IRS News Release  
June 02, 1997

Businesses Have More Time to
Begin Electronic Payments

WASHINGTON - The Internal Revenue Service announced today that it will not impose penalties through December 31, 1997, on businesses that make timely deposits using paper federal tax deposit coupons while converting to the new electronic payment system. Under the law, taxpayers with more than $50,000 of federal employment tax deposits in 1995 are required to enroll in the Electronic Federal Tax Payment System (EFTPS) and to deposit electronically by July 1, 1997.

Acting Commissioner of Internal Revenue Michael P. Dolan said, "We understand that many taxpayers who have not enrolled in EFTPS may need more time to learn about making electronic tax payments. So, we have decided to take yet another step to help them make the switch comfortably and confidently."

The additional 10 percent penalty for not depositing electronically will be waived through December 31, 1997. However, deposits must still be made on time even when paper coupons are used, in order to avoid a late deposit penalty.

The IRS encourages businesses to use this additional time to get acquainted with EFTPS. Making EFTPS payments successfully will show businesses that they are correctly enrolled and that their payments can be processed without error. "If businesses encounter any problems, they will have time to get help and make adjustments, rather than face a penalty. They will also obtain a better understanding of the advantages of EFTPS," said Dolan.

EFTPS eliminates most of the paperwork in the old federal tax deposit (FTD) coupon system. With EFTPS, deposits may be made by telephone or personal computer. This means no more trips to the bank to deliver FTD coupons and checks. EFTPS is fast, convenient and easy.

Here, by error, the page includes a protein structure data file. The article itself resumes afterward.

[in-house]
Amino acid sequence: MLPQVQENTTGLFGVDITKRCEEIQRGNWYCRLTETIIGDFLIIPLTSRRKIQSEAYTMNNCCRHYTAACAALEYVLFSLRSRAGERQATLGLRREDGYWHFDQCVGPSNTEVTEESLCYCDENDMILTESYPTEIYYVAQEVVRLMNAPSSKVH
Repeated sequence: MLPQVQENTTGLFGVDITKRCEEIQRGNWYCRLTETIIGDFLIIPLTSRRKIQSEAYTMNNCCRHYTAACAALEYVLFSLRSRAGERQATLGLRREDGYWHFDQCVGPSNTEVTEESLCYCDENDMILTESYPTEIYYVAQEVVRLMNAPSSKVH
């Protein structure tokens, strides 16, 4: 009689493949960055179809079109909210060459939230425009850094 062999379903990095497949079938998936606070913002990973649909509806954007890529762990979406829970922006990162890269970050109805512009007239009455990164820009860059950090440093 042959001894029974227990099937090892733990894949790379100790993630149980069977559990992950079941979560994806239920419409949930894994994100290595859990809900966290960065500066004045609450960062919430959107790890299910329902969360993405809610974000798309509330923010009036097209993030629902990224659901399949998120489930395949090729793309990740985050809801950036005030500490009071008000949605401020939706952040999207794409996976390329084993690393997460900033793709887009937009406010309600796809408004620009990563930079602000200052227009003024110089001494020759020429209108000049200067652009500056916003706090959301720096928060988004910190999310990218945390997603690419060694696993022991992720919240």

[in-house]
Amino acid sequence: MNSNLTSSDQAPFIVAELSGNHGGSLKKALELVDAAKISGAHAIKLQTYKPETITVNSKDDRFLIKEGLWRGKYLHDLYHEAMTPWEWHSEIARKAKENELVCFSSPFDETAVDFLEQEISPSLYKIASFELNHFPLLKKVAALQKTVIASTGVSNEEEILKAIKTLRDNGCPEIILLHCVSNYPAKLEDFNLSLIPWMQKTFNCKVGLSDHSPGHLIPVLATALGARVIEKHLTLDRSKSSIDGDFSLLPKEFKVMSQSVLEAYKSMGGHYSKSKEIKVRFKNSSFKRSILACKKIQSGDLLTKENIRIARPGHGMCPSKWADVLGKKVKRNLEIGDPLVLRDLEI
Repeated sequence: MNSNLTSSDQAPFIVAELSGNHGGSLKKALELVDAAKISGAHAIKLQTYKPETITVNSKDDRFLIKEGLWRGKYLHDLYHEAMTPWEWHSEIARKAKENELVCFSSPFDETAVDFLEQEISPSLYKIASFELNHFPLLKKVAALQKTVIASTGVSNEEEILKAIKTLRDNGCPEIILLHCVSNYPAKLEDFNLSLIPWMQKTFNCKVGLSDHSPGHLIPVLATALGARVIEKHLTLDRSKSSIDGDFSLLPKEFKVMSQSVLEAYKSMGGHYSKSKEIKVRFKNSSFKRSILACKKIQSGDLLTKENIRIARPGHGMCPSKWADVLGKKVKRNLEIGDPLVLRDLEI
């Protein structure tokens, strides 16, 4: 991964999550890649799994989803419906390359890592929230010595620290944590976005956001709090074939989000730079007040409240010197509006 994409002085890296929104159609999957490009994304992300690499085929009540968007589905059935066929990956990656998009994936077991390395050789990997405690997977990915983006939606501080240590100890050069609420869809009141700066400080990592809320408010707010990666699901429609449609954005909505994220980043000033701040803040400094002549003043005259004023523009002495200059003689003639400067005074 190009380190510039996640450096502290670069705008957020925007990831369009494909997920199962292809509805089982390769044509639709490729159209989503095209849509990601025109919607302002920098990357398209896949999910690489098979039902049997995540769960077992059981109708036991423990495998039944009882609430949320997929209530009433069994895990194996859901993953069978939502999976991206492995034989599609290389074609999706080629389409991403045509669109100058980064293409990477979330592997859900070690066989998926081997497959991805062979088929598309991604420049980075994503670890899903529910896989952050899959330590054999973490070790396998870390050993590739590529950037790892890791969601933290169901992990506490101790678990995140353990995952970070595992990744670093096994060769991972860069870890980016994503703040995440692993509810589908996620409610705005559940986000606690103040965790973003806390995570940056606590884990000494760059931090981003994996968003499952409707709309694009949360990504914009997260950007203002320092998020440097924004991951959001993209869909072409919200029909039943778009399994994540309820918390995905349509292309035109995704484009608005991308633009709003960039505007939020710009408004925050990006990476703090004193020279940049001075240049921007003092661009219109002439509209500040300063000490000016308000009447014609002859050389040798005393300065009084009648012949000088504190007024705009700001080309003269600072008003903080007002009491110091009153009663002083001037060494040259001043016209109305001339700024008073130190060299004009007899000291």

Over 1.1 million of the almost 1.2 million businesses that are required to begin using the EFTPS system by July 1 have already enrolled in the system. Another 400,000 businesses, not included in the 1.2 million businesses required to use EFTPS, have enrolled in the system voluntarily. Through last week, more than $100 billion has been collected through EFTPS.

"We owe a lot of gratitude to the two Treasury Financial Agents -- First National Bank of Chicago and NationsBank -- as well as the banking and payroll community, professional tax preparer associations, business associations and many others for their assistance. The fact that so many businesses have already enrolled in EFTPS is a tribute to their efforts," said Dolan.

In conjunction with today's announcement, the IRS addressed some common misunderstandings about EFTPS. Use of EFTPS does not give the IRS access to the business' bank account. In fact, the taxpayer controls the amount of money transferred and when those funds are transferred.

Second, EFTPS does not change the tax due date. Although the taxpayer must notify the bank or the Treasuryþs Financial Agent to make the transfer a day before the payment due date, the funds do not move until the due date.

Third, EFTPS is easy to use and does not require special electronic equipment. It can be as simple as making a phone call. There is no equipment required other than a telephone -- a rotary dial telephone is fine. Also, for taxpayers who want to use a computer to transfer the funds, the Financial Agents will even supply the software.

Fourth, EFTPS reduces the complexity of making tax payments. A simple phone call transfers the funds. It takes far less time than writing out a check, filling out a coupon and walking or driving to the bank to make the deposit.

For information on EFTPS or to get an enrollment form, call EFTPS Customer Service at (800) 555-4477 or (800) 945-8400. Taxpayers can begin using EFTPS as soon as they receive their payment instruction packet and personal identification number.

Previous | Next

1997 IRS News Releases | News Releases Main | Home